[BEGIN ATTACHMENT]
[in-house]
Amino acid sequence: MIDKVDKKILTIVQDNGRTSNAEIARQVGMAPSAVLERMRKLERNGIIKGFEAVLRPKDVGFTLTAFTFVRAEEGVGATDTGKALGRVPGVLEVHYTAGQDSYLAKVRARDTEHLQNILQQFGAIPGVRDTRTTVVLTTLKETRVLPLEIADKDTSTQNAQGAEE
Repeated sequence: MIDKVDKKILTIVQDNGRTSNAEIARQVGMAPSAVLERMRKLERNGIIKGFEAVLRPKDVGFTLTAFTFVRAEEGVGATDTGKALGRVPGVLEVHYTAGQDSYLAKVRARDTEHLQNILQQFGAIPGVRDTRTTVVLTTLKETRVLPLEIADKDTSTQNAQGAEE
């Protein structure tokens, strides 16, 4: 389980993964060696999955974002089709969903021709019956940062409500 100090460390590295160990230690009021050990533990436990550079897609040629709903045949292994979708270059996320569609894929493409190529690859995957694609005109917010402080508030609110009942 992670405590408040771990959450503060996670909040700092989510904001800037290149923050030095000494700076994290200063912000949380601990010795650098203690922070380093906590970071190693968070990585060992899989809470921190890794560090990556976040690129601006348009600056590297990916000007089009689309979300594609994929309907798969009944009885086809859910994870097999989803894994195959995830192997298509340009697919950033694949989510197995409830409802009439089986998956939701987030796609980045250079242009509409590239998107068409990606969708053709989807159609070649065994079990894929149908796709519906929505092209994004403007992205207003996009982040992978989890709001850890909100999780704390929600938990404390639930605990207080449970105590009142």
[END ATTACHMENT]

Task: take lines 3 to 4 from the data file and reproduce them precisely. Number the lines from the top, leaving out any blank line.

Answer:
Repeated sequence: MIDKVDKKILTIVQDNGRTSNAEIARQVGMAPSAVLERMRKLERNGIIKGFEAVLRPKDVGFTLTAFTFVRAEEGVGATDTGKALGRVPGVLEVHYTAGQDSYLAKVRARDTEHLQNILQQFGAIPGVRDTRTTVVLTTLKETRVLPLEIADKDTSTQNAQGAEE
């Protein structure tokens, strides 16, 4: 389980993964060696999955974002089709969903021709019956940062409500 100090460390590295160990230690009021050990533990436990550079897609040629709903045949292994979708270059996320569609894929493409190529690859995957694609005109917010402080508030609110009942 992670405590408040771990959450503060996670909040700092989510904001800037290149923050030095000494700076994290200063912000949380601990010795650098203690922070380093906590970071190693968070990585060992899989809470921190890794560090990556976040690129601006348009600056590297990916000007089009689309979300594609994929309907798969009944009885086809859910994870097999989803894994195959995830192997298509340009697919950033694949989510197995409830409802009439089986998956939701987030796609980045250079242009509409590239998107068409990606969708053709989807159609070649065994079990894929149908796709519906929505092209994004403007992205207003996009982040992978989890709001850890909100999780704390929600938990404390639930605990207080449970105590009142």